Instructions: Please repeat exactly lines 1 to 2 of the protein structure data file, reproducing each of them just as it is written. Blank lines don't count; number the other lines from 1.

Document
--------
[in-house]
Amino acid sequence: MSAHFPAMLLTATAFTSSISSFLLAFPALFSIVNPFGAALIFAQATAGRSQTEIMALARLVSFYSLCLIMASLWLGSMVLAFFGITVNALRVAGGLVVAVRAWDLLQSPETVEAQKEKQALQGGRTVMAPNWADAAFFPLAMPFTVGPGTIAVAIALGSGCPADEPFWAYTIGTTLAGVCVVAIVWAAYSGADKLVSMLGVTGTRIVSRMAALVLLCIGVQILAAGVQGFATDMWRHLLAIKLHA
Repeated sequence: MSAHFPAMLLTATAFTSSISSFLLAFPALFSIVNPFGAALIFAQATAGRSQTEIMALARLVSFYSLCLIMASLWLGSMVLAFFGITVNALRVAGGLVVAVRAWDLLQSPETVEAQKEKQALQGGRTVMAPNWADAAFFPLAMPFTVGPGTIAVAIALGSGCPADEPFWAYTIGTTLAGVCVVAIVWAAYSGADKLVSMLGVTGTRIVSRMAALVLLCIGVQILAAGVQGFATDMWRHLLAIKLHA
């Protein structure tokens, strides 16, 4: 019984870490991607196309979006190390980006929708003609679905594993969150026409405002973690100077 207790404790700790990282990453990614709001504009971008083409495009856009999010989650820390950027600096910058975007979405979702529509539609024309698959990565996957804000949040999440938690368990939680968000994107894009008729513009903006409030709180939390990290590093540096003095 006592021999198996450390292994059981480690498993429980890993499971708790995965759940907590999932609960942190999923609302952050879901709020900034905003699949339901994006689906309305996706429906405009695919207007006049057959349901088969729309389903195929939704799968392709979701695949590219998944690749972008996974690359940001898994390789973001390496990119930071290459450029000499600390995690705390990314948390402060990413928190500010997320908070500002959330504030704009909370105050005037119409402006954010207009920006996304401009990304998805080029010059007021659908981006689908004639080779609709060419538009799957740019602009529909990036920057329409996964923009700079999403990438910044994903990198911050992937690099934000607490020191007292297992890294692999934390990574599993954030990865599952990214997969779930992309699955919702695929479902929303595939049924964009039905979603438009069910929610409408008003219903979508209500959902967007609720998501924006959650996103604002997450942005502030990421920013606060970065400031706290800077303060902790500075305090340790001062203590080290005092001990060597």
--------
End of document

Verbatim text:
[in-house]
Amino acid sequence: MSAHFPAMLLTATAFTSSISSFLLAFPALFSIVNPFGAALIFAQATAGRSQTEIMALARLVSFYSLCLIMASLWLGSMVLAFFGITVNALRVAGGLVVAVRAWDLLQSPETVEAQKEKQALQGGRTVMAPNWADAAFFPLAMPFTVGPGTIAVAIALGSGCPADEPFWAYTIGTTLAGVCVVAIVWAAYSGADKLVSMLGVTGTRIVSRMAALVLLCIGVQILAAGVQGFATDMWRHLLAIKLHA